This general laser scheme is easily performed in visible light or ultraviolet radiation, but so far it has been impossible to perform an x-ray laser. One of the reasons has been the absence of mirrors capable of reflecting X-rays, but it is also a more serious obstacle. A physical law indicates that the lower the wavelength of the radiation, the greater the emission itself. For example, if the wavelength is ten times lower, the emission itself is a thousand times higher. Therefore, the excited radiation is immersed in numerous naturally emitted photons and the x-ray laser cannot be separated from this mixed radiation. So, is there no solution for X-ray laser?

We return to the base of the aforementioned laser. We have to generate a special “population investment” and very excited atoms have to go down from one level of determined energy to another to emit X-rays. It was demonstrated that theoretically it is possible in the mid-1970s, but in practice it has only been achieved halfway, since the life of the necessary excitation levels is very short (equivalent to the trillion of a second or to the picoseconds, 10 -12 s approximately). In visible light, on the contrary, the life of excitation levels is around forty nanoseconds (10 -9 seconds), increasing the time as the wavelength of radiation increases.

Physicists have big problems getting X-ray excitations in atoms. If they took advantage of optical pumping, the light source would evaporate or return because the source used should be very powerful.

The solution can be to use plasma. When the material is in plasma state, its atoms are so excited that they lose some (or all) of the electronic cloud. These plasmas, when very hot, that is, very excited, actually emit x-ray radiation. In addition, atoms are heated and cooled very quickly and in plasma there are plenty of swirls, pressures and depressions. Consequently, population investments could be generated spontaneously.

However, some x-ray laser sessions have been performed in some laboratories in recent years. In North America, Livermore laboratories were Denis Matthews and Szimon Suckewer of Princenton, for the first time, the target, and physicist Pierre Jeagle at the University of Orsay in France. X-ray lasers with wavelengths between 43.2 and 200 <unk> gström have been used.

X-ray creation

There are two ways to produce X-rays. The first uses collisions between free electrons and plasma ions. Shock excites the ion and some of its electrons pass into a larger orbit. Then they are “excited”, but the electrons return to the lowest possible orbit. In this way X photons are released from certain energy and direction, that is, a laser beam is formed. In the Livermore laboratory they have the Nova laser, the highest in the world. Denis Mathewsen uses two rays of this laser, 20,000 million kilowatts. To the atoms of Selenium the Nova laser removes 24 of the 34 electrons and leaves them with 10 (because the neon also has 10 electrons is said to be similar to the neons). In the French Limeil (Val-de-Marne) they use the Phebus laser of the Atomic Energy Commission to touch the selenium atoms.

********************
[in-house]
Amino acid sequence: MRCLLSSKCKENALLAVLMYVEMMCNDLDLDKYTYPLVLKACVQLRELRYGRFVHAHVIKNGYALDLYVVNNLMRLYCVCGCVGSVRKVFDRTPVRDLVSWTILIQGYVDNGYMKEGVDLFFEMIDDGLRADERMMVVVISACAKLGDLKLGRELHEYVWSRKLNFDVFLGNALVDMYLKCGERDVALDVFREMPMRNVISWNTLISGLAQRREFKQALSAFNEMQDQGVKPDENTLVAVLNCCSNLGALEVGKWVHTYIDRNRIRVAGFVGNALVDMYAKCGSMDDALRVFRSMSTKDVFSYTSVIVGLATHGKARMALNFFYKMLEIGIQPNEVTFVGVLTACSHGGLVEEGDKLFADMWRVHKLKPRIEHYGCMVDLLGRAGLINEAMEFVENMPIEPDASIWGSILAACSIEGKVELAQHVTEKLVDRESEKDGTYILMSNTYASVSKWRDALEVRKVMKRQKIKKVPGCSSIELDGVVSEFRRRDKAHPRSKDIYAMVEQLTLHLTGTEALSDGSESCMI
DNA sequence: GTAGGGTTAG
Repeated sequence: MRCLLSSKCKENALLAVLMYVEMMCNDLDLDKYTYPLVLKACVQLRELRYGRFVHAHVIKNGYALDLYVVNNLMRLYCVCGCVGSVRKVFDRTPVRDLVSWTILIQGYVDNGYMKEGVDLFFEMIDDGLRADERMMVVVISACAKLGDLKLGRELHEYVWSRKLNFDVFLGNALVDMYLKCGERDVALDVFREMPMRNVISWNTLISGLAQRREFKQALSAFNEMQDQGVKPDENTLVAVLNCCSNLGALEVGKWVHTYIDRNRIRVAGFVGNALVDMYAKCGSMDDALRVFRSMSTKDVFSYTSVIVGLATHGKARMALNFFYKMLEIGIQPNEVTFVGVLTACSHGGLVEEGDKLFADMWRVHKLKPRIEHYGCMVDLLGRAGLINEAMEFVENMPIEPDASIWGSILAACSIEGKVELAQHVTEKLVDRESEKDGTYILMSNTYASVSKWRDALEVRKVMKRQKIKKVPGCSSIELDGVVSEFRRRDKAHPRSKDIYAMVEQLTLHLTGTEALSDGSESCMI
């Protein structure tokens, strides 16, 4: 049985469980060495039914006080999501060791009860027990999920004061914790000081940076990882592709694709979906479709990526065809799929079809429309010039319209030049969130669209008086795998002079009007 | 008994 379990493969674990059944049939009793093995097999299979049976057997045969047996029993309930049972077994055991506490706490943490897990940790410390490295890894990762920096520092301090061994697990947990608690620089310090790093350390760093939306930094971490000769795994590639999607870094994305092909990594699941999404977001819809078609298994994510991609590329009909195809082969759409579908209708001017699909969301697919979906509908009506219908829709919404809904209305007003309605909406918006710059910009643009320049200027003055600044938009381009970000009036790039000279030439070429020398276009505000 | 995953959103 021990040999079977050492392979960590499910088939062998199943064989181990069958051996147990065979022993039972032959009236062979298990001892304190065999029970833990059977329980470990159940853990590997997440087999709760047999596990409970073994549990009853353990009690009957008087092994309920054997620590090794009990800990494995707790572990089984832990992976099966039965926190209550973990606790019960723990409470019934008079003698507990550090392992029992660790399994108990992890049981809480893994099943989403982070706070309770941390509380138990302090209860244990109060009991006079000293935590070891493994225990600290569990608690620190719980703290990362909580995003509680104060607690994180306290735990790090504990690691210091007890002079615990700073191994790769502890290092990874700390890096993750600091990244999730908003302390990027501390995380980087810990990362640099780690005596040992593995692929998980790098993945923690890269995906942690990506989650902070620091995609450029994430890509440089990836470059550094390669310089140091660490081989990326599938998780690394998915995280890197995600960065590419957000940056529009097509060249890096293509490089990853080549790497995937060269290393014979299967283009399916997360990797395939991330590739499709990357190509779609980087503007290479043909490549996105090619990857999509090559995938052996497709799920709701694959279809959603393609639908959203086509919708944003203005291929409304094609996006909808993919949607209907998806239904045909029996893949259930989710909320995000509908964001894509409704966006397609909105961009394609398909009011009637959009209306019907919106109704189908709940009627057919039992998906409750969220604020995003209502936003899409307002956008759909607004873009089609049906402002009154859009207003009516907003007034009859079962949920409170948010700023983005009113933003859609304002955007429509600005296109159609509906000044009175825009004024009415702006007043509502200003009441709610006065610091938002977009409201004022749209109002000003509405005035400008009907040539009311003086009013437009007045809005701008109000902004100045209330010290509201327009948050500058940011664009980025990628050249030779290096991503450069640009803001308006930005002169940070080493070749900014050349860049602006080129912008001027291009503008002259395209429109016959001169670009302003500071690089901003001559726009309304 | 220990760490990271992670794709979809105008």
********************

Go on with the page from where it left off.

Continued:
The team of Szimon Suckewer of Princenton, the Rutherford laboratory of England and the team of Pierre Jeagle of Orsay of France, use another phenomenon called “recombination”. Electrons fall into plasma nuclei (atoms recombinate) when cooled by laser shock. Thus, the upper levels of the staircase initially mentioned are filled before the lower ones, generating a population investment at the base of the laser phenomenon. Szimon Suckewer directs the beam to the carbon atom and leaves it with a single electron (like hydrogen). Pierre Jeagle works with aluminum atoms and leaves only three electrons (like lithium). This is the cheapest way, since the electrons that are more attached to the core and that costs the most extraction are deposited in it.

According to Pierre Jeagle, if the shock technique in X-ray lasers advances, it will be very expensive and a very heavy instrument. But if the recombination path continues, X-ray lasers will be obtained using much less power, will be much cheaper and finally can be used in any laboratory.

Wavelength/m frequency/kHz

10 -13
10 – 12
10 – 11
10 – 10 – 10
10 – 8
10 – 7
10 –
10 – 5
10 – 4
10 – 3 – FD
10 -2 – FS10 – 1
FEC 1 –
10 – FVHF
10 – HF
10 2 – IMF
10 3 – LF 10 – 10
10 LF

gamma rays

x-ray ultraviolet

radiation visible light infrared

radiation radio



– 10 19
10 18
10 17
10 17 –
10 16 – 10 15
10 15 –
10 15 – 10 14
10 1310
10 –
10 9
10 8
10 7 – 10 5 – 10
10 4
10 3 – 10 2
10 –
10 –
The following table shows the spectrum of electromagnetic radiation. In the left column the wavelengths of the radiations are indicated and in the right the corresponding frequencies in the kilohertz. As is clearly seen, X-rays and gamma rays are lower wavelength (therefore, higher frequency) radiation.
Eusko Jaurlaritzako Industria, Merkataritza eta Turismo Saila